This information could assist individuals in gaining an understanding of public safety in areas where football matches are being held and where people are gathering before and after matches.  This would therefore help them gain awareness regarding personal safety issues.


Considerations favouring withholding the information

There may be occasions where the release of information relating to public safety may not be in the public interest.  Public Safety is of paramount importance to the police service and its partner agencies. The potential harm in not being able to manage events properly and crime being committed or innocent people being targeted is of grave concern and, whilst wishing to embrace the ethos of information disclosure, this cannot take precedence over public safety


Where third party interests might be jeopardised by release of information that relates to personal affairs of individuals and/or sensitive commercial information held about business, financial, contractual or operational issues. In this case, the release of information relevant to a single address may compromise the privacy rights of individuals.


Section 40 (2)


Giving the names of people involved and the likelihood of these data being joined with other available data, this information is likely to identify an individual.  It is therefore exempt by virtue of Section 40 (2) of the FOI Act.


Section 40 (2) is an absolute and class based exemption if to confirm or deny that the information exists would breach the third party’s data protection rights.  In this case to confirm or deny the existence of personal information would not constitute fair processing of the data and therefore would breach the first of the principles within the Data Protection Act 1998. As this exemption is class based I am not required to identify the harm in disclosure and in this instance I believe that the right to privacy outweighs any public interest in release.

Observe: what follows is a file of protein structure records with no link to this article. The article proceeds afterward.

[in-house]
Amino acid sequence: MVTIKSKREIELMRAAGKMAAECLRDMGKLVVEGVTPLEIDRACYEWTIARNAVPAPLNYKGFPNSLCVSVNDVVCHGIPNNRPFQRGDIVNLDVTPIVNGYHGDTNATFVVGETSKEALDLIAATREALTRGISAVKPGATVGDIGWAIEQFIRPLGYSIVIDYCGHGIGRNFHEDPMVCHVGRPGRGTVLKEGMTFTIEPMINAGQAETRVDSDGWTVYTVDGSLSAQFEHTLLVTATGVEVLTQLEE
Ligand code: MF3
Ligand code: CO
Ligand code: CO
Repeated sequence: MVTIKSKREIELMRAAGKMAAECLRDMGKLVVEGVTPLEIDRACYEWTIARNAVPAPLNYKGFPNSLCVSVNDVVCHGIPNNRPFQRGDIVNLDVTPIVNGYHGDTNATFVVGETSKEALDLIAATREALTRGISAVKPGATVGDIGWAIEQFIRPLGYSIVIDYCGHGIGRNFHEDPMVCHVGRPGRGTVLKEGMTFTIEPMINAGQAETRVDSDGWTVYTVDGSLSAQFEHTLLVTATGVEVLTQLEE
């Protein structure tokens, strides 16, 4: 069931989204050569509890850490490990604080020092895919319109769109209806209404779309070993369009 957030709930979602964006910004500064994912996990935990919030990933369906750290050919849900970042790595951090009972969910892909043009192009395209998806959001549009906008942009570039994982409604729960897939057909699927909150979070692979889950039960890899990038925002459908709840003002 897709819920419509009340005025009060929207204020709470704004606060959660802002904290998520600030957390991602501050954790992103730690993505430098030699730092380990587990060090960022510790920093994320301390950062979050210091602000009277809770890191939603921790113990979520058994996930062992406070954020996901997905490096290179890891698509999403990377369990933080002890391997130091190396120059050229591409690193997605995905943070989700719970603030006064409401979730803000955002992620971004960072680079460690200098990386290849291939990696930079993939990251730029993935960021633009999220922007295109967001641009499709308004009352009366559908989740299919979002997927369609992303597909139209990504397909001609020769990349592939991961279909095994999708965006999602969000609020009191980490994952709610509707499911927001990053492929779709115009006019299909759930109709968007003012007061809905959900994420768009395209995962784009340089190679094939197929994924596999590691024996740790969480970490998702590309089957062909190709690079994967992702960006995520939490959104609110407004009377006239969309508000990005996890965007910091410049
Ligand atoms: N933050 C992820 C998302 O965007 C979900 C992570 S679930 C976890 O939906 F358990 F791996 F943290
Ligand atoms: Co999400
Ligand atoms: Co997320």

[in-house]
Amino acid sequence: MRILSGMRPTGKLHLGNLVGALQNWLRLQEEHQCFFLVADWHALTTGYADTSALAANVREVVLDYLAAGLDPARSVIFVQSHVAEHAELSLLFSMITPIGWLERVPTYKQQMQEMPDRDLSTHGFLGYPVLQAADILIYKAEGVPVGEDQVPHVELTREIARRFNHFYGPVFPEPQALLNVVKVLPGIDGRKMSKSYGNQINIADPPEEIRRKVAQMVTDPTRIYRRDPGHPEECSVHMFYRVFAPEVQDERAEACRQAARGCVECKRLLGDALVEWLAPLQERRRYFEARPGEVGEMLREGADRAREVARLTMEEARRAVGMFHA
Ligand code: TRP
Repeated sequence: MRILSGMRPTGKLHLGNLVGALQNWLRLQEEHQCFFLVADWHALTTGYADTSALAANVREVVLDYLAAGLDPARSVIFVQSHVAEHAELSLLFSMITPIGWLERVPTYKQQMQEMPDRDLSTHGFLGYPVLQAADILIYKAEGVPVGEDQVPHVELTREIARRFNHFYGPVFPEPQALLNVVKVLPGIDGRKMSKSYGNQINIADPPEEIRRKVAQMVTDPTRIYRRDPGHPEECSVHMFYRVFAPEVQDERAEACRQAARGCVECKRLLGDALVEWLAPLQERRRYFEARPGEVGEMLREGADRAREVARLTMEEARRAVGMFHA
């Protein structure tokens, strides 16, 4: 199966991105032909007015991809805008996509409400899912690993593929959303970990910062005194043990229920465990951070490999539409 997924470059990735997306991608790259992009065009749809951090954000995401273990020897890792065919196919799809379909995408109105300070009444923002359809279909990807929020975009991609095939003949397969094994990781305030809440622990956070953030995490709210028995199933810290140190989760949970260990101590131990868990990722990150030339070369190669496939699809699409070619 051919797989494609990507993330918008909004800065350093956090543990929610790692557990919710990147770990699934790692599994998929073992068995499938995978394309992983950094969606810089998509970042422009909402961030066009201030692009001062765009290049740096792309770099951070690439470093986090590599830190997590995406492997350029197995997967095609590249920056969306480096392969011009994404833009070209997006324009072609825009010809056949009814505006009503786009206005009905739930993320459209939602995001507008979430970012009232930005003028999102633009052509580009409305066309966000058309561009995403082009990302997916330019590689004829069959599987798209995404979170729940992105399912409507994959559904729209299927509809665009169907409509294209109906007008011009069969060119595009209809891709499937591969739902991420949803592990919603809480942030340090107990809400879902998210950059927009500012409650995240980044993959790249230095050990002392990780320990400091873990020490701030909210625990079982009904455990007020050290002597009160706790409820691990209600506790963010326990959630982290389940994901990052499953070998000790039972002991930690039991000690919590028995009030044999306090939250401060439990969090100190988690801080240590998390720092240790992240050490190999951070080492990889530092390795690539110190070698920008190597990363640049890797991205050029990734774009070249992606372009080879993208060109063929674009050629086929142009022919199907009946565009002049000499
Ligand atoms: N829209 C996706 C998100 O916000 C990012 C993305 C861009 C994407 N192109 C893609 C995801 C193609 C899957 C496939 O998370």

Balancing Test

The Police Service is charged with enforcing the law, the prevention and detection of crime and protecting the public.  Whilst there is a public interest in the transparency of policing operations and providing assurance that the police service is appropriately and effectively enforcing the law there is a strong public interest in safeguarding the safety of the public and police operations.


In considering the public interest in relation to this request I have balanced the factors in relation to transparency and accountability against the public interest in ensuring that West Midlands Police are able to appropriately enforce the law and protect the public


For a public interest test, issues that favour release need to be measured against issues that favour non-disclosure. The public interest is not what interests the public, or a particular individual, but what will be the greater good, if released, to the community as a whole.


We recognise that the public interest in being open and transparent is of great importance to all and release of information may assist in the public being more aware of the work that the police are carrying out.


However, while the public interest considerations favouring disclosure are noted, this must be balanced with the impact any release would have on the operational capability of the police. Releasing specific locations of pre/after match meeting locations areas would mean that the police service is less effective, thereby compromising law enforcement and increasing the risk of injuries to the public.


West Midlands Police will not disclose information that could compromise the future law enforcement role of the force or cause harm to the public.